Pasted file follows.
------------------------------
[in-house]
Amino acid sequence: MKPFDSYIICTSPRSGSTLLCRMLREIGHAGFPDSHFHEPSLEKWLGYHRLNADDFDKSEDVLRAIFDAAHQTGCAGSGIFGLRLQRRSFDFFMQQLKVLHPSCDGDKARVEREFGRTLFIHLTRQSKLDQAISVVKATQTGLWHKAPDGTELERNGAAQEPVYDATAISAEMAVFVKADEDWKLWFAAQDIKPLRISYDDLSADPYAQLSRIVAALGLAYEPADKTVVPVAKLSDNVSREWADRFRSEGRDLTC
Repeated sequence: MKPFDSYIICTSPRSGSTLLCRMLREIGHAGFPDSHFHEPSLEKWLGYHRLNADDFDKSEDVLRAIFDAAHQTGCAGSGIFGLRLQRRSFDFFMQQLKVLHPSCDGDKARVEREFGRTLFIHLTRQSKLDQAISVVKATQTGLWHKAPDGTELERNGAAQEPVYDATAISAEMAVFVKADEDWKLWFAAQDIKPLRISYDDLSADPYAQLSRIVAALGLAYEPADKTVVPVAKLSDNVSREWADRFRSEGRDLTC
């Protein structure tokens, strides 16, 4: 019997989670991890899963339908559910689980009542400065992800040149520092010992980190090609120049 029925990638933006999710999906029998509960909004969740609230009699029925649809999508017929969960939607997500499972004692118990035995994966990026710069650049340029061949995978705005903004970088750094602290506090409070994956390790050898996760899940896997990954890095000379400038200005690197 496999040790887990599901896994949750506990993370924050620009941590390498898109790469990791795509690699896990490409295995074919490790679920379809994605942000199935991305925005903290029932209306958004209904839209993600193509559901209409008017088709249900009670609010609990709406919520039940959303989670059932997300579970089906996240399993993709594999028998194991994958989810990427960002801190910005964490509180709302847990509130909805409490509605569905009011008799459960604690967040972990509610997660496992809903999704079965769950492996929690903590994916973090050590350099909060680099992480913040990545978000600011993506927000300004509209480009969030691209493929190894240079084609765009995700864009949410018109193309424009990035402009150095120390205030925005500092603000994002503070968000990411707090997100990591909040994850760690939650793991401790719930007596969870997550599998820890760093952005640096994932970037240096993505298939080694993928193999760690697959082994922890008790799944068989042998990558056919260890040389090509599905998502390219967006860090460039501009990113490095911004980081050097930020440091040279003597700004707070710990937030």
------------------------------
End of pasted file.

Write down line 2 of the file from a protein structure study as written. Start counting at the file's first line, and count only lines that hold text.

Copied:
Amino acid sequence: MKPFDSYIICTSPRSGSTLLCRMLREIGHAGFPDSHFHEPSLEKWLGYHRLNADDFDKSEDVLRAIFDAAHQTGCAGSGIFGLRLQRRSFDFFMQQLKVLHPSCDGDKARVEREFGRTLFIHLTRQSKLDQAISVVKATQTGLWHKAPDGTELERNGAAQEPVYDATAISAEMAVFVKADEDWKLWFAAQDIKPLRISYDDLSADPYAQLSRIVAALGLAYEPADKTVVPVAKLSDNVSREWADRFRSEGRDLTC